Do Voters Benchmark Economic Performance?


The conventional theory of economic voting is that voters reward or punish the incumbent government based on how the domestic economy is doing. Recently, scholars have challenged that view, arguing that voters use relative assessments to gauge government performance. From this perspective, what matters is not how well the national economy is doing per se, but ratherhow it performs relative to an international or historical reference point. This article revisits prominent published works in that emerging tradition, and finds that theavailable evidence does not support the benchmarking hypothesis. We come to this conclusion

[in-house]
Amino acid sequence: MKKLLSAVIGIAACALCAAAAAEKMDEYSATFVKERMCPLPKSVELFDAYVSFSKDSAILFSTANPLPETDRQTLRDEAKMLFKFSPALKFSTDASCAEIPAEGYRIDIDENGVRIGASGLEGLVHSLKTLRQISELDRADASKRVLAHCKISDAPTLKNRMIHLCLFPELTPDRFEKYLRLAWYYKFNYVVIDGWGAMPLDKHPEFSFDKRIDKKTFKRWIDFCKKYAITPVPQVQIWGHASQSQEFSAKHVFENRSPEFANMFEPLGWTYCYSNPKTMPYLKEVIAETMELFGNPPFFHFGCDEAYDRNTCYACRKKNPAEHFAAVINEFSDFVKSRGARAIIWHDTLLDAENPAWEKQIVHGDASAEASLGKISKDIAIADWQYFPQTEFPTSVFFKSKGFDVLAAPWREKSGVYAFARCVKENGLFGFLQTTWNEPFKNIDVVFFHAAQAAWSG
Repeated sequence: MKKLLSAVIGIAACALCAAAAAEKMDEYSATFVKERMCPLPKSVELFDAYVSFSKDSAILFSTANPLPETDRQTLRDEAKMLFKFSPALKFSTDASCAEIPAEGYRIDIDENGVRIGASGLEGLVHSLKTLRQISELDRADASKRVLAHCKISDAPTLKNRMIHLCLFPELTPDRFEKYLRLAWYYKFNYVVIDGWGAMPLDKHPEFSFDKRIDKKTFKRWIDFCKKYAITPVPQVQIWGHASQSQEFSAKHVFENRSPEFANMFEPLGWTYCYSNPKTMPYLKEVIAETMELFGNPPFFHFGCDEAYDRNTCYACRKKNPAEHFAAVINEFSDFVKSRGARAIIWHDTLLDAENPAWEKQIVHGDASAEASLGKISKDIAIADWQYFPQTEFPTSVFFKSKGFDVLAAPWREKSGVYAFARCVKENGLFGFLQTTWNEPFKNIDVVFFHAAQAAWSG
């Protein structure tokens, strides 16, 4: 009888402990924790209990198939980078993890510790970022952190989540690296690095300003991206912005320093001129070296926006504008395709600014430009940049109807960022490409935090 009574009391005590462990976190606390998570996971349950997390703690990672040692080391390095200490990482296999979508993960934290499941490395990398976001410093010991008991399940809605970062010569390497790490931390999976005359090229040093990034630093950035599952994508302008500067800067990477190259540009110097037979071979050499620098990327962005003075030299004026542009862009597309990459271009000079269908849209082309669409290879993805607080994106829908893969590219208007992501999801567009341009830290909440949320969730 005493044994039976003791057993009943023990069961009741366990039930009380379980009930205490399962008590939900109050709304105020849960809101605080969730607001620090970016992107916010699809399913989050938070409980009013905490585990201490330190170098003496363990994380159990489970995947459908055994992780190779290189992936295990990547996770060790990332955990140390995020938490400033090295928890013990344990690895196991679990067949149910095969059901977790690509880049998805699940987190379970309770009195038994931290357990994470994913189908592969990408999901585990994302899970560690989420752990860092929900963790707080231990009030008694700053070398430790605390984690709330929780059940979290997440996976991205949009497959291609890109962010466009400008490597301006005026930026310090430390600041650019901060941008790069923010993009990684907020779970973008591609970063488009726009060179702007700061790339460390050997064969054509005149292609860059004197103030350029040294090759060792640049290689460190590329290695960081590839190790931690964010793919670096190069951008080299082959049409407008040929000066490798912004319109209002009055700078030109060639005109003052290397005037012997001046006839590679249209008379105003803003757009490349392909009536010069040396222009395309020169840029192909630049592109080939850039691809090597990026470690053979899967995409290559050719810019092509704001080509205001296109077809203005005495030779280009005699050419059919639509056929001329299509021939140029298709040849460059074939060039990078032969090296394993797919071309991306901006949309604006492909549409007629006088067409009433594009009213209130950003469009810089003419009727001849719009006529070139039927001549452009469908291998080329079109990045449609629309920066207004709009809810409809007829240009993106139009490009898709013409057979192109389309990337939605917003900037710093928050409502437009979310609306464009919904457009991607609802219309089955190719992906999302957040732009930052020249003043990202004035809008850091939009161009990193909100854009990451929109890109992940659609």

after taking a close look at the regression models that are typically used to test benchmarking. We show algebraically that the way in which those models are specified invites a fundamental misreading of the evidence. Finally, we propose an alternative regression equation which can beused to test benchmarking, avoids common misinterpretations, and allows us to assess complex, conditional theories of relative evaluation.

This content has been updated on 16 April 2018 at 9 h 20 min.